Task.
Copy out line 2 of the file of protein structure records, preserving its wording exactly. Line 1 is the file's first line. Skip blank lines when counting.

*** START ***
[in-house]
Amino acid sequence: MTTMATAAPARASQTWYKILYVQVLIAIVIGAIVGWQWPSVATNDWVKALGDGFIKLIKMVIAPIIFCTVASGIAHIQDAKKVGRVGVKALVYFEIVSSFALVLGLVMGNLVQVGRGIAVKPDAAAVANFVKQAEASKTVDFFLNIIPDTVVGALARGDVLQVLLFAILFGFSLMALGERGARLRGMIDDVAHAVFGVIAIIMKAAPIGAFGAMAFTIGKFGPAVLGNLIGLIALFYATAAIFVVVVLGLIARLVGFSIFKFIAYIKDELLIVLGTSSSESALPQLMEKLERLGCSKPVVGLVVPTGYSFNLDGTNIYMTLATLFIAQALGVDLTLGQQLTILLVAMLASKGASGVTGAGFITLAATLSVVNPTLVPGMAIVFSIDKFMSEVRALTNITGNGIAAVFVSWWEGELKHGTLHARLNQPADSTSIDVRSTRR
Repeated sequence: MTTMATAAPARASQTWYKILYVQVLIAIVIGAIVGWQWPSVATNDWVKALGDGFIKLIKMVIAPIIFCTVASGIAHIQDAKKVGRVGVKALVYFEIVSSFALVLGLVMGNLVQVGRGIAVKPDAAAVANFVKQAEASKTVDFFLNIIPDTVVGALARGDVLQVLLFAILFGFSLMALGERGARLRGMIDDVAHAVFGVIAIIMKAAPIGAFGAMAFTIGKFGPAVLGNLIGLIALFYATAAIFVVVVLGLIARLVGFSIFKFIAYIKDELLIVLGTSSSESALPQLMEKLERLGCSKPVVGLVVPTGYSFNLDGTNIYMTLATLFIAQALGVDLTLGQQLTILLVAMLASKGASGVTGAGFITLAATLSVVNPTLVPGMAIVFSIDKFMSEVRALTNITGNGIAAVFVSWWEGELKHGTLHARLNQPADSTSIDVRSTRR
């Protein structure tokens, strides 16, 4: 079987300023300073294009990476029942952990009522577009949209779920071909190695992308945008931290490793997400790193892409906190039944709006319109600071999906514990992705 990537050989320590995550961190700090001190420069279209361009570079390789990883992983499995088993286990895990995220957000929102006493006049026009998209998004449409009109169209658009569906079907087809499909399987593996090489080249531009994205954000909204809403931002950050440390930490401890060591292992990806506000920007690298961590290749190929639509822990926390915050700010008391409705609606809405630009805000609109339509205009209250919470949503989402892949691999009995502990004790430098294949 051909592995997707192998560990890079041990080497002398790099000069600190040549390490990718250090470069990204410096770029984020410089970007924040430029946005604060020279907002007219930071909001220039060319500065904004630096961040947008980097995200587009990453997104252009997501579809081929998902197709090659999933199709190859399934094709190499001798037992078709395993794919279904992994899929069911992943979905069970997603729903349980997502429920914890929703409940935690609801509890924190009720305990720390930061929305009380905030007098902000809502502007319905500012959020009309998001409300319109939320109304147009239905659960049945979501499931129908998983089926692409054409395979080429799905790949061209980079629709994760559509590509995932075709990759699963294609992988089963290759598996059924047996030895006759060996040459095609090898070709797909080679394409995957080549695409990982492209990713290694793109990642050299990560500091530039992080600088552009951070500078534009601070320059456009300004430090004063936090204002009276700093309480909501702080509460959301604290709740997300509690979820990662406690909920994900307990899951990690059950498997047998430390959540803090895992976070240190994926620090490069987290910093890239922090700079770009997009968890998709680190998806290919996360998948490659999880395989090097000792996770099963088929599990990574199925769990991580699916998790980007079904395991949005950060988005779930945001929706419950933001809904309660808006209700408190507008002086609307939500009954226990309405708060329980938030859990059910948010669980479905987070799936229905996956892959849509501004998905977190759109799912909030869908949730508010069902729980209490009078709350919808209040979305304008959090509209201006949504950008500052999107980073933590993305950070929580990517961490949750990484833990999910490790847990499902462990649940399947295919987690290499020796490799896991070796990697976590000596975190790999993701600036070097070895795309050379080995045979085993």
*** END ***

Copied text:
Amino acid sequence: MTTMATAAPARASQTWYKILYVQVLIAIVIGAIVGWQWPSVATNDWVKALGDGFIKLIKMVIAPIIFCTVASGIAHIQDAKKVGRVGVKALVYFEIVSSFALVLGLVMGNLVQVGRGIAVKPDAAAVANFVKQAEASKTVDFFLNIIPDTVVGALARGDVLQVLLFAILFGFSLMALGERGARLRGMIDDVAHAVFGVIAIIMKAAPIGAFGAMAFTIGKFGPAVLGNLIGLIALFYATAAIFVVVVLGLIARLVGFSIFKFIAYIKDELLIVLGTSSSESALPQLMEKLERLGCSKPVVGLVVPTGYSFNLDGTNIYMTLATLFIAQALGVDLTLGQQLTILLVAMLASKGASGVTGAGFITLAATLSVVNPTLVPGMAIVFSIDKFMSEVRALTNITGNGIAAVFVSWWEGELKHGTLHARLNQPADSTSIDVRSTRR